My dad, watching Ken Burns' Civil War series, listening to Shelby Foote hold forth: "Hmph. I wonder what Confederate general he thinks he is."
There was an article in the Dec. 11 Chronicle of Higher Education about the Abbeville Institute - named after John C. Calhoun's birthplace: "[T]he group does not endorse secession but does say the idea has moral and political validity. . . . Abbeville's scholars conend, for example, that the Civil War - or as they often refer to it, the War of Northern Aggression or the War to Prevent Southern Independence - was not about slavery (the system was on its way out anyway, they argue) and that the antebellum Southern states had every right to secede." O-Kaaaay . . . Their web site states that one of their goals is "to explore the metaphysical image of things human and divine to which the Southern tradition bears witness." And the white folks are under attack at the secular humanist universities, don't you know. . . . Jeeeeeezus.
Apparently, this is a group of white, southern academics who embrace the vision of the Agrarians, those 1930s white southerners who yearned for an antebellum south as a kind of Jeffersonian republic (one which, in the hands of Allen Tate, blurred into an agrarian Middle Ages oozing with noblese oblige). It's pathetic enough to be nostalgic for a corn-pone version of a regime based on slavery (or serfdom). How pathetic is it to be nostalgic for a movement that was based on nostalgia? Zip-a-dee-doo-dah. They remind me of a society of eccentric elderly gentlemen who are convinced the plays of Shakespeare were not written by Shakespeare.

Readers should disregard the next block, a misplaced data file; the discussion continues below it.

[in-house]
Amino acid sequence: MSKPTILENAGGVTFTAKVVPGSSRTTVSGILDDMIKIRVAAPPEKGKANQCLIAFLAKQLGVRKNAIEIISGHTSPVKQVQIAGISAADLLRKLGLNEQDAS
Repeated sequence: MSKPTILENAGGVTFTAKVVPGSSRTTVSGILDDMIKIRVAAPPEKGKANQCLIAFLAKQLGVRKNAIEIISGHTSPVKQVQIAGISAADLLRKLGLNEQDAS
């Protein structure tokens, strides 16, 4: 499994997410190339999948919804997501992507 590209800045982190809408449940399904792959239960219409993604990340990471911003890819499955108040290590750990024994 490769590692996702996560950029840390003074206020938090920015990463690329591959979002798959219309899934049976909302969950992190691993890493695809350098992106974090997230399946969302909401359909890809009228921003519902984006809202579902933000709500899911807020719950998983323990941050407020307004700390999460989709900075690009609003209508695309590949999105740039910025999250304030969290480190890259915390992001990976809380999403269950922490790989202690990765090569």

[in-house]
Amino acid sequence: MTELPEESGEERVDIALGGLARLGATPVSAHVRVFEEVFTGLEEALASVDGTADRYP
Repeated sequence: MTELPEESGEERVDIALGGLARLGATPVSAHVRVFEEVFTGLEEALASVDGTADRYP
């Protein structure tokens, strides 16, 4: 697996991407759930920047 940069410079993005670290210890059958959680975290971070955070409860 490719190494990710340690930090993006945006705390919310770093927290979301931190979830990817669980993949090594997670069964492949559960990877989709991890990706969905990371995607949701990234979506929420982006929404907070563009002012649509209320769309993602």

One "founding member," Clyde N. Wilson, emeritus historian at the U. of South Carolina, says, "The academic tendency now, because of America's preoccupation with the race question the last half-century or so, is to put the whole Southern history into a dark little cordner of American history." By "preoccupation with the race question," one assumes that Prof. Wilson is referring to what the rest of us know as "The Civil Rights Movement." Of course, a lot of that "preoccupation" (or occupation - of lunch counters, libraries, etc.) happened in the south. And most of the occupying civil rights advocates were southerners. But clearly, for Prof. Wilson, there are no black southerners.
Let me tell you something. I grew up around these clowns (not these particular ones, but ones cut from the same cloth). And it all boils down to this: they can't admit that the difference between soul food and "southern cooking" is the difference between hog jowls and hamhocks.
If you're surprised to hear a Chinese person speaking with a Mississippi delta accent, then you don't know diddly about the south. If you pretend that such people don't exist, then you're constructing a south ("jury-rigging" one, perhaps?) based on palpable bullshit.
The fact is that this our era of transnational capital is a far cry from the era of primitive agribusiness that characterized the antebellum south. And this bunch differs crucially from the Agrarians. The latter were "values conservatives" before the term was coined: they were anti-capitalist racists. This new generation of apologists is a product of the era of neoconservatism - that marriage of capitalist interests and Nixonian "cultural politics." Abbeville "attracts about $30,000 in donations annually"? And is having its "Seventh Annual Scholars Conference" at Jerry Falwell's Liberty University? And attracts people like Eugene D. Genovese? Why do I detect the whiff of (corporate-backed) neocon dollars at work?
The Abbeville bozos have as much right to embarrass themselves as I do (and god knows I take every advantage of that liberty!) - it's a free country (no thanks to the white south). But you want to get Americans to stop viewing the white southerner as a caraciture? Great! Then stop acting like one!
A couple items to archive here - I've listened to neither of these, so am saving for later-- Pam Brown talks about collaborating with me and Maged Zaher (the latter became a Tinfish Press ...
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